On this day in 1916, 150,000 British troops emerged from their trenches to attack the German lines near the River Somme in northern France. Around 20,000 of those men would not live to see night fall.
July 1, 1916 was the worst day in the history of the British Army - and it didn't end there.
As the archive footage in the video above recalls, the Battle of the Somme would rage until November, transmogrifying into one of the bloodiest battles in the history of human conflict. Those five months of barbarous fighting would move the Allied front a mere six miles to the east at the cost of more than one million lives.
A great deal has been made of the strategic decisions that preceded the slaughter, with the academic consensus not falling far short of the old adage concerning lions being led by donkeys.
Much of the blame has fallen on the shoulders of General Douglas Haig, the British commander of the portion of the Western Front which included the site of the Battle of the Somme. But he was not alone.
With the French taking severe losses at Verdun to the east of Paris, the Allied High Command decided to draw Germans troops away from the area by staging a concerted attack on enemy lines to the east of Amiens, around 100 miles north of Paris.
The Allies opened the offensive with a week-long pounding of the German line, firing over one and a half million shells at what was believed to have been a relatively soft section of the Western Front.
Once the enemy positions had been destroyed, British soldiers would be clear to 'go over the top' and take the German trenches, pausing only to wave the horses of the cavalry through the breaches.
But the seven-day bombardment merely served as a warning to the Germans. Their generals immediately saw it for what it was: a prelude to a big push. They simply moved their troops to underground bunkers and there they waited.
When the artillery guns fell silence on the morning of July 1, the Germans moved into position and set their sights on Allied trenches.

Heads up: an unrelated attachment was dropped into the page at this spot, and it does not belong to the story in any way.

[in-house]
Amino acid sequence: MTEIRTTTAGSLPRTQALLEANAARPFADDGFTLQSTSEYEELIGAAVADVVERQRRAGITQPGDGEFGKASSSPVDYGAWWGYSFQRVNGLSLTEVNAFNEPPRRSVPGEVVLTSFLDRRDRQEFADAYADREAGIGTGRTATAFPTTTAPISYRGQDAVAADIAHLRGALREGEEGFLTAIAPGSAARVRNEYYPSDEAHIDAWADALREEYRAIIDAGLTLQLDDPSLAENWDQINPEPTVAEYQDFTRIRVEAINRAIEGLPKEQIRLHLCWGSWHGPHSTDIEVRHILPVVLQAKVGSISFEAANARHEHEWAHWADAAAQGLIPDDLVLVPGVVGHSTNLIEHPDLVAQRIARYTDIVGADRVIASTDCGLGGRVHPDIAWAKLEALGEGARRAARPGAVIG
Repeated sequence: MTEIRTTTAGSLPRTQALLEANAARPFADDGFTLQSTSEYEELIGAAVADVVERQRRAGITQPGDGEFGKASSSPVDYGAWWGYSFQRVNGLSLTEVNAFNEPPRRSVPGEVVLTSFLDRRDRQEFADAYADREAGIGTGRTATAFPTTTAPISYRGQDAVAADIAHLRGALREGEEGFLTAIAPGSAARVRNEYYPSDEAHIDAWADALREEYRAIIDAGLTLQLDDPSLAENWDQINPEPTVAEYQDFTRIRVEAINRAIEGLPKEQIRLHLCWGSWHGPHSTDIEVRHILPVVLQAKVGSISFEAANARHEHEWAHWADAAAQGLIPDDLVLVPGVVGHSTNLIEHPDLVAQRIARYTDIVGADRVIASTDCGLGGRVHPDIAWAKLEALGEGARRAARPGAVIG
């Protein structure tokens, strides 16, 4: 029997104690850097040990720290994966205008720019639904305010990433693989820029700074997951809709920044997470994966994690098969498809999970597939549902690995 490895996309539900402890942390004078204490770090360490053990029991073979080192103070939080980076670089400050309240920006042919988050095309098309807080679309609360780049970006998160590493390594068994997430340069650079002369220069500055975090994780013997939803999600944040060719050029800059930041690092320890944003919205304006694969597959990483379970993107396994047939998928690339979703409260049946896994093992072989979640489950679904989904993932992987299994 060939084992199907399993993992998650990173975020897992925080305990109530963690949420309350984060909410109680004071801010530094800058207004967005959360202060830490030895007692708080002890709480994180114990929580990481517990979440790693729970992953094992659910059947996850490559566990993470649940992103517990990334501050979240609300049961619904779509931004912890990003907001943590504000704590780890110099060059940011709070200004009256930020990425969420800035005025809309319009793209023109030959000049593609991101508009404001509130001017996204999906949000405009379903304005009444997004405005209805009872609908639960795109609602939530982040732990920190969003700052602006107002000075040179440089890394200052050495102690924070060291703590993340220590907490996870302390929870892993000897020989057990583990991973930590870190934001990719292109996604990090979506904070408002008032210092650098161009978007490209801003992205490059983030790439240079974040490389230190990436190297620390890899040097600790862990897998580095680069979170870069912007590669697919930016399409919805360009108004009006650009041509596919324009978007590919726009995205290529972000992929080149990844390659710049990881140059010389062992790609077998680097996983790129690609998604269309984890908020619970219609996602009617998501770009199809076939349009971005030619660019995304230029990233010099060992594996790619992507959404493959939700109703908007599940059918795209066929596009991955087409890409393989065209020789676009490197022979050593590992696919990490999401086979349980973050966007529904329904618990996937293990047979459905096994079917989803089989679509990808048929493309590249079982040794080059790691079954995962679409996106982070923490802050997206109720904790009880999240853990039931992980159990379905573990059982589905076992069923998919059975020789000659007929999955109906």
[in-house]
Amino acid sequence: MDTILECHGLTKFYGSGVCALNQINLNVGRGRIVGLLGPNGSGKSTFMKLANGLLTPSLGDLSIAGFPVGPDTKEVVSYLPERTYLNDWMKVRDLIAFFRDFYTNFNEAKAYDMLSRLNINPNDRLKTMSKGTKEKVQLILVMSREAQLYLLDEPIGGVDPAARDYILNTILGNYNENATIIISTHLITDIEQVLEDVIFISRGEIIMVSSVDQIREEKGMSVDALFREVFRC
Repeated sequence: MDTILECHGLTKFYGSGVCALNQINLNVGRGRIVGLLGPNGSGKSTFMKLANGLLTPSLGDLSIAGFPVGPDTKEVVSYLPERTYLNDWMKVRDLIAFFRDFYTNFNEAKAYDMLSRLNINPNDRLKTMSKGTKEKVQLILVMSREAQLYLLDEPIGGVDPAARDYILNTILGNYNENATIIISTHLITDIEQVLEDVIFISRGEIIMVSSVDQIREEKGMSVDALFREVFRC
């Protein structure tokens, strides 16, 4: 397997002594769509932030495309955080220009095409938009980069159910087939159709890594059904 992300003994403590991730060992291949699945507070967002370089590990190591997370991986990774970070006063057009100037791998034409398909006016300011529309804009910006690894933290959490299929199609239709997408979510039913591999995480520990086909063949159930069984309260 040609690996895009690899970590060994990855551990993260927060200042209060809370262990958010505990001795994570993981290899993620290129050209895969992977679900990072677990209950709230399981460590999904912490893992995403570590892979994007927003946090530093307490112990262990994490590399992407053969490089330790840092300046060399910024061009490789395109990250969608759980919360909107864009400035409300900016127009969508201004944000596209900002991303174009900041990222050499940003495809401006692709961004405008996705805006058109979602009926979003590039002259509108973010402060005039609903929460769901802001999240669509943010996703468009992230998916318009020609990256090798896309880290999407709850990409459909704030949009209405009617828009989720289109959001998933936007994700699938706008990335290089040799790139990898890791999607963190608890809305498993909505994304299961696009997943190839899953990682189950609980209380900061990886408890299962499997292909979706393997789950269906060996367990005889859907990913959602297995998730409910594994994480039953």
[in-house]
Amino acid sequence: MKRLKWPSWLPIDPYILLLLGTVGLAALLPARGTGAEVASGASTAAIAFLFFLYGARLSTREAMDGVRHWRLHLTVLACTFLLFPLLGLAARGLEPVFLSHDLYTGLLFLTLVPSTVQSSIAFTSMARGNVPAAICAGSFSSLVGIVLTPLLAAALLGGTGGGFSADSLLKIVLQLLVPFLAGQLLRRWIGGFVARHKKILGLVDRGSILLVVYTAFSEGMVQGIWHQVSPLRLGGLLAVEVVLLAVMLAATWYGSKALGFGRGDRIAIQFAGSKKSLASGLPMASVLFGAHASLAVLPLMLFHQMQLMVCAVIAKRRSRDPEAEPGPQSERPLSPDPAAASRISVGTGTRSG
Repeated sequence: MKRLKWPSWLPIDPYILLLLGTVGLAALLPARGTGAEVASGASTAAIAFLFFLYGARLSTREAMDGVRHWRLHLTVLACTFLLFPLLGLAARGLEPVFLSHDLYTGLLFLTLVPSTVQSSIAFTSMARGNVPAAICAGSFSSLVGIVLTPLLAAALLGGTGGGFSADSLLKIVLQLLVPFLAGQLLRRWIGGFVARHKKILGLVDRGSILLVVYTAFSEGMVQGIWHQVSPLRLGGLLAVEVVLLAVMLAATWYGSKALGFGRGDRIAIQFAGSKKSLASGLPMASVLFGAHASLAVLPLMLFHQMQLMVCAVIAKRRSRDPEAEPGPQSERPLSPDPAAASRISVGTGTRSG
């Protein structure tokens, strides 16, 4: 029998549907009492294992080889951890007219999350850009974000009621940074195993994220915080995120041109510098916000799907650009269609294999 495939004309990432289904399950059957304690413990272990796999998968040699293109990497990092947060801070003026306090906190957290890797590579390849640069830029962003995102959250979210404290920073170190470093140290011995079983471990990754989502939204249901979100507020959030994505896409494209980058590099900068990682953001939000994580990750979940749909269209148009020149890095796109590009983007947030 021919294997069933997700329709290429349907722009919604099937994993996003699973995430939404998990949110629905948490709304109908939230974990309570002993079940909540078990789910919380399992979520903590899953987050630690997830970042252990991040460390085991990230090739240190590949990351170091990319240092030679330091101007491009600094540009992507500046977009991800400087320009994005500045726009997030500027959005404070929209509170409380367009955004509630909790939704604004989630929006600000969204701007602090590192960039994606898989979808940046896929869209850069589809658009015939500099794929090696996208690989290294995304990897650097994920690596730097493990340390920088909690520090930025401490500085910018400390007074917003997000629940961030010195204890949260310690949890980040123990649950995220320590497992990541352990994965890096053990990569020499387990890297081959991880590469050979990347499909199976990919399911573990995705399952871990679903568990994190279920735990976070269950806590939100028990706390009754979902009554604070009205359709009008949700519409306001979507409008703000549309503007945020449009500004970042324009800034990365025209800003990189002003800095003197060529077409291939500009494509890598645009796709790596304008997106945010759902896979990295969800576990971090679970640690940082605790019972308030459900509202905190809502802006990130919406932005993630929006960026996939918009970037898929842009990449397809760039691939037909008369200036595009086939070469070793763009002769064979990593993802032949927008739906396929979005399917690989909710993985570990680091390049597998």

What soon emerged - walking slowly towards them across No Man's Land - was not an army of professional soldiers. This was 'Lord Kitchener's Army', volunteers mustered following his call for recruits at the start of the war and made up of 'Pals' battalions, recruited from the same places and occupations.
They never stood a chance.
Although a few units managed to reach German trenches, they could not exploit their gains and were driven back. By the end of the day, the British had suffered almost 60,000 casualties, including 19,240 dead.
Following the death of around 60% of his officers in just a single day of fighting, General Haig was forced to concede that the planned breakthrough had failed.
Months of bloody stalemate ensued, with British and French forces probing other areas of the German lines with very limited success.
The battle of attrition petered out as winter closed in, with the Allies claiming victory on account of the relief of Verdun and a slight shift in the position of the Western Front.
But the cost was exorbitant: the British suffered around 420,000 casualties, the French 195,000 and the Germans around 650,000.
Despite the ultimate victory which followed in its bloody wake, the Battle of the Somme has come to symbolised the futility of human conflict and the dark horrors of mechanised warfare.